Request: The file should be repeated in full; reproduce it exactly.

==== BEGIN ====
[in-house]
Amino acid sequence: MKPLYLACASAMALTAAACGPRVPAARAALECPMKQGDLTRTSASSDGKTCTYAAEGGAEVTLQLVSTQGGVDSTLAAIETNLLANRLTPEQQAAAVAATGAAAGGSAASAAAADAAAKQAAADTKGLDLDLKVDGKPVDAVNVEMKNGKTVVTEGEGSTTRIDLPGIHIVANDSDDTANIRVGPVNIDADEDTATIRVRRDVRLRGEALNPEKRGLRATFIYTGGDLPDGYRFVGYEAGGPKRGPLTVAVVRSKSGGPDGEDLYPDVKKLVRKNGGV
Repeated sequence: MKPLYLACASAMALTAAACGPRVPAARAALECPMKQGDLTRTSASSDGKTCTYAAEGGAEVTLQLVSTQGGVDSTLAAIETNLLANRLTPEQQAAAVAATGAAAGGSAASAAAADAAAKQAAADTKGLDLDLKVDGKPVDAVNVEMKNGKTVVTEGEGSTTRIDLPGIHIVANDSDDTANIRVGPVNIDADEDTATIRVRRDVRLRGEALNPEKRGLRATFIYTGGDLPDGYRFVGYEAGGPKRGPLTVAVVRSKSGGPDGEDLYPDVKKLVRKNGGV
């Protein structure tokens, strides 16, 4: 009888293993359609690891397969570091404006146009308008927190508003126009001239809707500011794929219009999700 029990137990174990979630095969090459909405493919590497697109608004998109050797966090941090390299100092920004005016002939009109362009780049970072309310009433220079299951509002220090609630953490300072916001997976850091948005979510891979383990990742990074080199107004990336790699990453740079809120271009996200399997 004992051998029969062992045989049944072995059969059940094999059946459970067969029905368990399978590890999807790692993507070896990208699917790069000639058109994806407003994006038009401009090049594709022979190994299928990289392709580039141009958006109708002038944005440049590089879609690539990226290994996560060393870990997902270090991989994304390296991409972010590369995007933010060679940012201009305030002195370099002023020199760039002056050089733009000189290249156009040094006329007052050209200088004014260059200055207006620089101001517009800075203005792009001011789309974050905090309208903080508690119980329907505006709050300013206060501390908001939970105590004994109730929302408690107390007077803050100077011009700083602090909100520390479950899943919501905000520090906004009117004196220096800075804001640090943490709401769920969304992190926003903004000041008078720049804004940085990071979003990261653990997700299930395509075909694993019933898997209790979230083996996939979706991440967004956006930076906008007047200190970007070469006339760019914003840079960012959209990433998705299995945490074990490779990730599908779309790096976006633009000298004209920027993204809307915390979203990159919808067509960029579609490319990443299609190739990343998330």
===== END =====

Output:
[in-house]
Amino acid sequence: MKPLYLACASAMALTAAACGPRVPAARAALECPMKQGDLTRTSASSDGKTCTYAAEGGAEVTLQLVSTQGGVDSTLAAIETNLLANRLTPEQQAAAVAATGAAAGGSAASAAAADAAAKQAAADTKGLDLDLKVDGKPVDAVNVEMKNGKTVVTEGEGSTTRIDLPGIHIVANDSDDTANIRVGPVNIDADEDTATIRVRRDVRLRGEALNPEKRGLRATFIYTGGDLPDGYRFVGYEAGGPKRGPLTVAVVRSKSGGPDGEDLYPDVKKLVRKNGGV
Repeated sequence: MKPLYLACASAMALTAAACGPRVPAARAALECPMKQGDLTRTSASSDGKTCTYAAEGGAEVTLQLVSTQGGVDSTLAAIETNLLANRLTPEQQAAAVAATGAAAGGSAASAAAADAAAKQAAADTKGLDLDLKVDGKPVDAVNVEMKNGKTVVTEGEGSTTRIDLPGIHIVANDSDDTANIRVGPVNIDADEDTATIRVRRDVRLRGEALNPEKRGLRATFIYTGGDLPDGYRFVGYEAGGPKRGPLTVAVVRSKSGGPDGEDLYPDVKKLVRKNGGV
């Protein structure tokens, strides 16, 4: 009888293993359609690891397969570091404006146009308008927190508003126009001239809707500011794929219009999700 029990137990174990979630095969090459909405493919590497697109608004998109050797966090941090390299100092920004005016002939009109362009780049970072309310009433220079299951509002220090609630953490300072916001997976850091948005979510891979383990990742990074080199107004990336790699990453740079809120271009996200399997 004992051998029969062992045989049944072995059969059940094999059946459970067969029905368990399978590890999807790692993507070896990208699917790069000639058109994806407003994006038009401009090049594709022979190994299928990289392709580039141009958006109708002038944005440049590089879609690539990226290994996560060393870990997902270090991989994304390296991409972010590369995007933010060679940012201009305030002195370099002023020199760039002056050089733009000189290249156009040094006329007052050209200088004014260059200055207006620089101001517009800075203005792009001011789309974050905090309208903080508690119980329907505006709050300013206060501390908001939970105590004994109730929302408690107390007077803050100077011009700083602090909100520390479950899943919501905000520090906004009117004196220096800075804001640090943490709401769920969304992190926003903004000041008078720049804004940085990071979003990261653990997700299930395509075909694993019933898997209790979230083996996939979706991440967004956006930076906008007047200190970007070469006339760019914003840079960012959209990433998705299995945490074990490779990730599908779309790096976006633009000298004209920027993204809307915390979203990159919808067509960029579609490319990443299609190739990343998330």